Mayor de Blasio again denied criminal wrongdoing in his campain's fundraising activities weren't illegal and said that he thought he was being singled out in a series of investigations by people and organizations that don't agree with his policies.
The mayor appeared on Hot 97's Ebro in the Morning Monday and reiterated that his fundraising practices were commonly used by other politicians in the state and that he was unfairly targeted.
"I think there’s a double standard is, why is it okay for some people to play by the existing laws and rules, including my predecessors as mayor, but when we do it, it comes under this kind of attack. I think there’s a real concern there, there’s a double standard being held,” he said.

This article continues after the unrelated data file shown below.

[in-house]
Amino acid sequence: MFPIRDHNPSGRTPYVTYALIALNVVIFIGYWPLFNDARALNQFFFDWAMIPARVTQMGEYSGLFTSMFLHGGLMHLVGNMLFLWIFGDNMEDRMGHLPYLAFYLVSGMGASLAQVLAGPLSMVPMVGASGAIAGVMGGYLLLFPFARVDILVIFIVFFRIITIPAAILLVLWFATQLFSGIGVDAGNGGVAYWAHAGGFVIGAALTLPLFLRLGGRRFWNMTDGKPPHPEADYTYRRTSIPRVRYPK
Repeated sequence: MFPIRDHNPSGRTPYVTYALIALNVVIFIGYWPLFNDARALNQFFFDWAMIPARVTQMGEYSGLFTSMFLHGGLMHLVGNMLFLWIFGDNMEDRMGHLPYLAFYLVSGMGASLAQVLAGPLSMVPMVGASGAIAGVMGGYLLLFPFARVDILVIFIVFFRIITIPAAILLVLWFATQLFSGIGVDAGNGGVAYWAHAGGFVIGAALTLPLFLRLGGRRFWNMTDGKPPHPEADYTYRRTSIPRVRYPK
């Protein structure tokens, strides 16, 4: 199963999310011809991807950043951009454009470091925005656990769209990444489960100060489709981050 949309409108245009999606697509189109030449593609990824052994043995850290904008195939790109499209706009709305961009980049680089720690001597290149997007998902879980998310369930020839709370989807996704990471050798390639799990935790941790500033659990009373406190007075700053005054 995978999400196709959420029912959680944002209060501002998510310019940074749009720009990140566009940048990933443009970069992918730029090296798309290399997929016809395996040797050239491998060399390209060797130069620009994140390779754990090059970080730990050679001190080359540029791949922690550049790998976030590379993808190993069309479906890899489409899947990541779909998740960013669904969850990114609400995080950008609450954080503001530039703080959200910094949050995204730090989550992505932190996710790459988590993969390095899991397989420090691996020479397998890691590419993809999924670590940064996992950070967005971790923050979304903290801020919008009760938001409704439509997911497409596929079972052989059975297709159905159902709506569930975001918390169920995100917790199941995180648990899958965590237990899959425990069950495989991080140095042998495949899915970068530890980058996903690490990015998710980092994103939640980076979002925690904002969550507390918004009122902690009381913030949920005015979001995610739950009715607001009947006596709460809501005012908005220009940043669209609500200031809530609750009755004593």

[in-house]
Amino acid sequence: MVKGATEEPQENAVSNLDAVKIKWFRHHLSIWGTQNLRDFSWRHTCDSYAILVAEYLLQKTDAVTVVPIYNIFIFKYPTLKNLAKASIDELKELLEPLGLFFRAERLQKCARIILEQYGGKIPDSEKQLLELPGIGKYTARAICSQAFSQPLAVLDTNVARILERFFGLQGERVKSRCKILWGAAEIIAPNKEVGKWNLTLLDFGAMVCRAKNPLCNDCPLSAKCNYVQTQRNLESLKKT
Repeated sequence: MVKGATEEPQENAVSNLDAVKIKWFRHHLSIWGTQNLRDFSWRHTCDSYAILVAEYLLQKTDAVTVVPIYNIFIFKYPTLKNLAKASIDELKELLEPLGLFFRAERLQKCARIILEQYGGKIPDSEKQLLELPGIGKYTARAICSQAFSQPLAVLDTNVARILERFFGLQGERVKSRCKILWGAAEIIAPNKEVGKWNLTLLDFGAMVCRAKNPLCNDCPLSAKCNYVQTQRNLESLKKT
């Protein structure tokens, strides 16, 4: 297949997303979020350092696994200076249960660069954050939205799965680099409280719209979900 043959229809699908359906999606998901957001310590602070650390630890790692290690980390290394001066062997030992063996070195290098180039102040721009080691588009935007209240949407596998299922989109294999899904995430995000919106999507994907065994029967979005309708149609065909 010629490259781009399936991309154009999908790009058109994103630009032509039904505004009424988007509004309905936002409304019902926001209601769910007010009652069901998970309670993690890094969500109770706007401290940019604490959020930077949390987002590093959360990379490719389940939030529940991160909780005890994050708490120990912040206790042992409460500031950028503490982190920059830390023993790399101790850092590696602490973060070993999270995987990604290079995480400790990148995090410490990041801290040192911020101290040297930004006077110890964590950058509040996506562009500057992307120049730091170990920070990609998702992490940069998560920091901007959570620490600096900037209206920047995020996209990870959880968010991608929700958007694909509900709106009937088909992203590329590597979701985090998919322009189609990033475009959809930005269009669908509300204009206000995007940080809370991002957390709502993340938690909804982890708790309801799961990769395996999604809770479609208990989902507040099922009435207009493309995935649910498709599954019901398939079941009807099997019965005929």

Last week de Blasio told WNYC's Brian Lehrer that he would "absolutely" run for a second term and that the widening corruption probe wouldn't affect his decision to seek re-election in 2017.
Several of his aides and political groups have been subpoenaed by prosecutors, de Blasio hasn't been accused of wrongdoing.
The probe began after a criminal referral from the lead investigator at the state Board of Elections.
De Blasio has accused the board of conducting a politically motivated witch hunt.
The investigator was appointed by Gov. Cuomo, a frequent de Blasio rival. On Friday, Cuomo's upstate economic development initiatives became the target of a separate federal investigation.